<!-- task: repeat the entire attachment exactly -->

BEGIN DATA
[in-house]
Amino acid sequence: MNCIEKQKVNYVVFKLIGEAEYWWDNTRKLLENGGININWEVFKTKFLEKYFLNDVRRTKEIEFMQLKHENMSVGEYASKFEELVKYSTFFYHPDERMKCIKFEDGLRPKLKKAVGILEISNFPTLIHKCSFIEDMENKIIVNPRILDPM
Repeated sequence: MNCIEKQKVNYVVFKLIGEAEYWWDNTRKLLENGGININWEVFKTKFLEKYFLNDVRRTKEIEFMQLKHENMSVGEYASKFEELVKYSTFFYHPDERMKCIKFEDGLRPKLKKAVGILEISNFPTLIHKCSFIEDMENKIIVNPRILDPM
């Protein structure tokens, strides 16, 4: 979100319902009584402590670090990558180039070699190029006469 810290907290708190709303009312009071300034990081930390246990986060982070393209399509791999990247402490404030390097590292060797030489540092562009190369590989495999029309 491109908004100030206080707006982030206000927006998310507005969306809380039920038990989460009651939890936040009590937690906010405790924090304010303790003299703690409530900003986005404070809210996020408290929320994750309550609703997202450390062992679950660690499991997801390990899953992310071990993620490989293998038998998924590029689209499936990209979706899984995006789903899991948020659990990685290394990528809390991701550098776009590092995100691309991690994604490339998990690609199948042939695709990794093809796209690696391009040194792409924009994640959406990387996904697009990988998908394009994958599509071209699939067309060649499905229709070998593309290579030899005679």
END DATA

[in-house]
Amino acid sequence: MNCIEKQKVNYVVFKLIGEAEYWWDNTRKLLENGGININWEVFKTKFLEKYFLNDVRRTKEIEFMQLKHENMSVGEYASKFEELVKYSTFFYHPDERMKCIKFEDGLRPKLKKAVGILEISNFPTLIHKCSFIEDMENKIIVNPRILDPM
Repeated sequence: MNCIEKQKVNYVVFKLIGEAEYWWDNTRKLLENGGININWEVFKTKFLEKYFLNDVRRTKEIEFMQLKHENMSVGEYASKFEELVKYSTFFYHPDERMKCIKFEDGLRPKLKKAVGILEISNFPTLIHKCSFIEDMENKIIVNPRILDPM
């Protein structure tokens, strides 16, 4: 979100319902009584402590670090990558180039070699190029006469 810290907290708190709303009312009071300034990081930390246990986060982070393209399509791999990247402490404030390097590292060797030489540092562009190369590989495999029309 491109908004100030206080707006982030206000927006998310507005969306809380039920038990989460009651939890936040009590937690906010405790924090304010303790003299703690409530900003986005404070809210996020408290929320994750309550609703997202450390062992679950660690499991997801390990899953992310071990993620490989293998038998998924590029689209499936990209979706899984995006789903899991948020659990990685290394990528809390991701550098776009590092995100691309991690994604490339998990690609199948042939695709990794093809796209690696391009040194792409924009994640959406990387996904697009990988998908394009994958599509071209699939067309060649499905229709070998593309290579030899005679």